This is Noah. Many of you already know this as you suffered with us, but Noah spent the first three months of his life crying. He had colic and reflux. And when I say colic, I don’t mean he was fussy between 5pm – 7pm. I mean he cried 18+ hours a day. The nurses in the hospital told us they had never seen a newborn baby cry so much. He barely slept. He was five months old before he slept a four-hour stretch. If he wasn’t eating, he was crying. He didn’t even like riding in the car-in fact, he would scream in the car. He screamed in his swing, in his bouncer, in front of the television while watching Baby Einstein. He screamed as we tried new formula brands, sitting in his car seat on the dryer, in the bathroom with hot steam from the shower. I would spend 6-8 hours running the vacuum cleaner in his nursery while rocking him because it was the only thing that would sooth him. I was an expert at the five S’s of soothing according to the Happiest Baby on the Block (swaddle, sway, shush, suck & side lay). Five years later, I am still complaining about it and my shoulders still get tense when I think about those first three months of his life.
We had tons of help. Patrick and I really stuck together- we were a unified team against our raging baby. Our dog Zoe sat in the nursery with me for hours (even though she is terrified of vacuum cleaners). My mom came to help me every week. Even my mom’s friends came to help. Patrick’s mom held him all night long after he came home from the hospital so we could get a little sleep. Our friends made us dinner and a few brave ones even offered to babysit. And I spent a lot of time on my knees praying for grace to endure.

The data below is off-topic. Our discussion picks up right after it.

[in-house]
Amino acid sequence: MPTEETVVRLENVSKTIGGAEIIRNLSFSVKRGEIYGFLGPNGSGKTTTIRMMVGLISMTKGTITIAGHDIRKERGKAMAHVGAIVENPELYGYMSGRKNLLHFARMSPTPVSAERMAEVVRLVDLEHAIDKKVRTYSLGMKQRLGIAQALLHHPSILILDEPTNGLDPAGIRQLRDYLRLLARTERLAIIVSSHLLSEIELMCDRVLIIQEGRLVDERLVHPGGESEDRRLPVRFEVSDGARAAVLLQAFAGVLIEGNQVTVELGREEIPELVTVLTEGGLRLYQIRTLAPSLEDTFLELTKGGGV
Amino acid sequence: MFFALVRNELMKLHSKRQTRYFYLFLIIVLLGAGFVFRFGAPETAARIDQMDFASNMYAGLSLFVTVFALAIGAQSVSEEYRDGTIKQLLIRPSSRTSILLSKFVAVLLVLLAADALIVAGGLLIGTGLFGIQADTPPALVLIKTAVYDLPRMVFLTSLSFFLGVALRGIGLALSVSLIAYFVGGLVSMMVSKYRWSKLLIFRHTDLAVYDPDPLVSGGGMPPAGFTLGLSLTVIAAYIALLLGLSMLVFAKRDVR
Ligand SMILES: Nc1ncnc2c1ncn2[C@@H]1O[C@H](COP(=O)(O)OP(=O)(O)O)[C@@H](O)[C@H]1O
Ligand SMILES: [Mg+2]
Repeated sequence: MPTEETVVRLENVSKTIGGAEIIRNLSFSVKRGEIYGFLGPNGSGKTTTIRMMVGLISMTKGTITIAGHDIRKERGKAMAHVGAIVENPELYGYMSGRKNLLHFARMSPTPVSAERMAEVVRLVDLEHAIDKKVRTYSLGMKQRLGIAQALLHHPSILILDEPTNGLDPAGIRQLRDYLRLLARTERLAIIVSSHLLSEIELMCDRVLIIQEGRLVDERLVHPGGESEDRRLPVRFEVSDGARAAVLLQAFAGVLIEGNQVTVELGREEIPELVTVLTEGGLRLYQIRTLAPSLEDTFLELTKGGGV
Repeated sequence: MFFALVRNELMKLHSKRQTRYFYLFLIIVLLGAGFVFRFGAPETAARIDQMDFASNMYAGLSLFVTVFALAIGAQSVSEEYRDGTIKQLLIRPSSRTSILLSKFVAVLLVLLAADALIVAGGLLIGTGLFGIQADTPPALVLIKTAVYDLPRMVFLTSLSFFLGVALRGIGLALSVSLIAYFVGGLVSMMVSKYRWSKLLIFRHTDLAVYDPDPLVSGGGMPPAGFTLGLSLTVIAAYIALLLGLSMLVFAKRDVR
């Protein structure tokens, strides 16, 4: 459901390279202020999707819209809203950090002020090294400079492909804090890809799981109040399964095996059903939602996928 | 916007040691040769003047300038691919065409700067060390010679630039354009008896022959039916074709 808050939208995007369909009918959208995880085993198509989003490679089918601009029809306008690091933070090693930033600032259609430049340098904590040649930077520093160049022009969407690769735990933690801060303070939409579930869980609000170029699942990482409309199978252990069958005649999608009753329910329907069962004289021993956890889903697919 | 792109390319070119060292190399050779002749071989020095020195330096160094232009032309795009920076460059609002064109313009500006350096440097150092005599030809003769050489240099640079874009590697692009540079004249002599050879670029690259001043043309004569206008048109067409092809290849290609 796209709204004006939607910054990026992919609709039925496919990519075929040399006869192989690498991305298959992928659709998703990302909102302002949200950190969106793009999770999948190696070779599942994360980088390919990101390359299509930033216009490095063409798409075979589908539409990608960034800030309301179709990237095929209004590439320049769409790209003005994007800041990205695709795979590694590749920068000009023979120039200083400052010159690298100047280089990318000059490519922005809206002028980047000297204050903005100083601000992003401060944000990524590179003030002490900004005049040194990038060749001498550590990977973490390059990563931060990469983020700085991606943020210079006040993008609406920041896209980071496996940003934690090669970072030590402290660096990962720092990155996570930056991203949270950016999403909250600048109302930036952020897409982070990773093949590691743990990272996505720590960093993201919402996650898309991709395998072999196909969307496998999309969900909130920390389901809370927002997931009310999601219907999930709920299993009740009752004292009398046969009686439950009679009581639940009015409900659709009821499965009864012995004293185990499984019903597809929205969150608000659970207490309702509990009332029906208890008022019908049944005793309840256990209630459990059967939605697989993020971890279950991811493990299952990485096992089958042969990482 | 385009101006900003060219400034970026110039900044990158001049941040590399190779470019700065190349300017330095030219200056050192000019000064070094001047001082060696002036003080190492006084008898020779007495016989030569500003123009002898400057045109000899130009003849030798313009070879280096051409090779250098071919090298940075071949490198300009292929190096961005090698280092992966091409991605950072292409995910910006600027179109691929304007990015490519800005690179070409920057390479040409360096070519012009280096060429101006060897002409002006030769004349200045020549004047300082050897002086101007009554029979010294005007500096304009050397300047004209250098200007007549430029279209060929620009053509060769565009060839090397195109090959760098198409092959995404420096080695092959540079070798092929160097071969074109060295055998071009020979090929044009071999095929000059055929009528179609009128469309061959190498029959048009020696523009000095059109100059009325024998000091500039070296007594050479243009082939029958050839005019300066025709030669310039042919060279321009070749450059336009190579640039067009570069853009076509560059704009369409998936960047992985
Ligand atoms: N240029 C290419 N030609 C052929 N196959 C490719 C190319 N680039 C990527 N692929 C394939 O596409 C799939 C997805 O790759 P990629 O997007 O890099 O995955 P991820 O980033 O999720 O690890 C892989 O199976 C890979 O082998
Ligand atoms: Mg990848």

Interesting thing….as part of our Home Study, we are required to take an online class that basically tells you everything you need to know about parenting an adopted child.
While taking the class last night, we learned about a baby’s cycle of needs. Basically, when a baby needs something, they end up in a state of rage (which I thought was a completely appropriate term, given our experience with Noah), which serves as their call for help. In Noah’s case, every time he would rage, Patrick or I would meet his need by either feeding him or standing in the bathroom with the lights off with running water while blaring rock music…you know-whatever works. We met his need over and over and over again.
And now, Noah is this incredibly trusting, empathetic, loving kid. And part of the reason for this is that he had his needs met as a baby – every single time.
On the flip side, learning about kids who face the cycle of unmet needs is incredibly sad. Babies whose needs are not met don’t learn to trust or emphasize. It’s brutal to visualize a crying baby and nobody to hold him.
This mental picture is changing my perspective about Noah’s colic. Maybe Noah’s colic was an opportunity for Patrick and me to build trust and confidence in Noah that will be with him for a lifetime. Maybe instead of complaining about it, I should recognize what that experience did for Noah as a healthy person and Patrick and me as parents?
I am not wishing colic on any baby, but learning about the opportunity we as parents have to fill our baby’s needs, it is pretty powerful. My new perspective (5 years removed) – colic presents parents with more opportunity to build trust and confidence in their kids!